From Ohio History Central
Elijah Anderson was a conductor on the Underground Railroad in Gallia County, Ohio.
Little is known of Anderson's life except for his Underground Railroad activities. He was an African American and lived near Morgan, in Gallia County. He earned his living as a Baptist preacher. Circa 1850, he was arrested near Maysville, Kentucky and charged with "enticing" slaves to run away. Purportedly, a group of pro-slavery men tricked Anderson, convincing him to come to Maysville to assist some fugitive slaves. Once arrested, authorities transported Anderson to Frankfort, Kentucky, where the preacher was jailed. Friends of Anderson came to Frankfort to negotiate the pastor's release. Officials informed the group that they must pay two hundred dollars in court and jail fees. The friends returned to Gallia County, where they raised the two hundred dollars. Upon returning to Frankfort, the men discovered that Anderson had purportedly died in jail. Officials turned a casket over to the men, who brought the body back to Gallia County for burial. Before interring the body, mourners opened the casket and discovered a bullet hole in Anderson's head. His skull had also been crushed. Kentucky police authorities had murdered Anderson for assisting runaway slaves.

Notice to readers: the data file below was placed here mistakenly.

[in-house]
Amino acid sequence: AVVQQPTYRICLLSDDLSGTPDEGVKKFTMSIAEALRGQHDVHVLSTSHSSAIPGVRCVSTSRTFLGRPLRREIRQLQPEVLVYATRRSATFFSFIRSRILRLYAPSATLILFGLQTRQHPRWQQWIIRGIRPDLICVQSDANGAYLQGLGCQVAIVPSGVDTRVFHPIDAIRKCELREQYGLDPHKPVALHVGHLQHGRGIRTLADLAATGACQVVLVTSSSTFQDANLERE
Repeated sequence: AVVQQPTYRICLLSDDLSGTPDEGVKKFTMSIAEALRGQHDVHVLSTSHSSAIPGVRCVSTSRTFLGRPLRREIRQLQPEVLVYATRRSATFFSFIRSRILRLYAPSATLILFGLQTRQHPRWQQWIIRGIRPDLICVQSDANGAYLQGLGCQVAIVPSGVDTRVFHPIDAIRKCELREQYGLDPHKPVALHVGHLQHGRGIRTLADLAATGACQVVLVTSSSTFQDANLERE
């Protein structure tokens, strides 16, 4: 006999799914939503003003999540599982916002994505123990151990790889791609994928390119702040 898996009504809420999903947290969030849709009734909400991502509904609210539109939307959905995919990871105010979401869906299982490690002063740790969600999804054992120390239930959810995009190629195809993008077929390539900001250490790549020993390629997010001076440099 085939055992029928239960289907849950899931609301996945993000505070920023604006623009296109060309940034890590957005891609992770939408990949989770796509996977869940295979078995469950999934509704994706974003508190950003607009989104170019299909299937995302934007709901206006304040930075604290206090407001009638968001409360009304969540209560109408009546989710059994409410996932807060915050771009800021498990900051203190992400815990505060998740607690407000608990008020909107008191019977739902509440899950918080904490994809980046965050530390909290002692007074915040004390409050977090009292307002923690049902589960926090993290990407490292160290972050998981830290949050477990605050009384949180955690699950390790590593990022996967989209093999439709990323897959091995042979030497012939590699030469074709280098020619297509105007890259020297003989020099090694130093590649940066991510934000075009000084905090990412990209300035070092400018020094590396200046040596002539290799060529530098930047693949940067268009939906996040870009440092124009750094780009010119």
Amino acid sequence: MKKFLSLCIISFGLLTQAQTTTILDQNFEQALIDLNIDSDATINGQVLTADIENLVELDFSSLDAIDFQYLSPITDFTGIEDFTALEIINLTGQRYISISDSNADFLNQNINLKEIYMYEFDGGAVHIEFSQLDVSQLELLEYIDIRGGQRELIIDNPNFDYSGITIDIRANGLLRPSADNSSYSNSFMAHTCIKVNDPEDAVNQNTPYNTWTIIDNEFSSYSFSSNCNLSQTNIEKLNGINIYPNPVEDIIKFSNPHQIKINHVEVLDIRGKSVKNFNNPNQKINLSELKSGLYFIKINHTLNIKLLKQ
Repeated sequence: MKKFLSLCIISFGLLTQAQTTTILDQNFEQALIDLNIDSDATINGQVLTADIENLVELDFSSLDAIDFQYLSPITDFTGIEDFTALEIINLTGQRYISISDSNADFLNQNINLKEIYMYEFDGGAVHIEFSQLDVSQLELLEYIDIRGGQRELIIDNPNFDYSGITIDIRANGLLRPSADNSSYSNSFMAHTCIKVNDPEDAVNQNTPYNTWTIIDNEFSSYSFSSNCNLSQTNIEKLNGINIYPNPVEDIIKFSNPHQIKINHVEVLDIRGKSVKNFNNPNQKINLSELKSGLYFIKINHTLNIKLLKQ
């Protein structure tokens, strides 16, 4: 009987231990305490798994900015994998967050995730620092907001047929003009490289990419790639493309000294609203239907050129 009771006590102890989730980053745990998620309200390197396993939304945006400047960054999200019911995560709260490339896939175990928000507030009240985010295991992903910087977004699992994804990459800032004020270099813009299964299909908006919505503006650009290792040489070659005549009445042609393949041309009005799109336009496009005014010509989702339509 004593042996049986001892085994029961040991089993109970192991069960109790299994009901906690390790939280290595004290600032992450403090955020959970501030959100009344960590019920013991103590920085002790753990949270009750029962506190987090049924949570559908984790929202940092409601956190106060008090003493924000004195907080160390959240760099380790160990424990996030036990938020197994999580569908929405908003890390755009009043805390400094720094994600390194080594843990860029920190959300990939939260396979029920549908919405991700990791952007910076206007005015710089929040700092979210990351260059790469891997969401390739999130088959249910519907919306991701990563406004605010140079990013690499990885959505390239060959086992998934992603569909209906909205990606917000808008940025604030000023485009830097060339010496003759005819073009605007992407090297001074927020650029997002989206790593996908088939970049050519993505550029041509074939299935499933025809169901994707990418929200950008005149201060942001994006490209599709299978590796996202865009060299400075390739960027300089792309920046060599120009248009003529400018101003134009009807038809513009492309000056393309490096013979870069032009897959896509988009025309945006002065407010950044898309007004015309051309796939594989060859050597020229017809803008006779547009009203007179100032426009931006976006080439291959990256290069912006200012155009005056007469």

Anderson represents the growing tensions over slavery between Northerners and Southerners during the early nineteenth century. While many Northern states had provisions outlawing slavery, runaway slaves did not necessarily gain their freedom upon arriving in a free state. Federal law permitted slaveowners to reclaim their runaway slaves. Some slaves managed to escape their owners on their own, while others sometimes received assistance from sympathetic Northerners, such as Anderson. Northerners who assisted runaways risked their very lives to help the African Americans.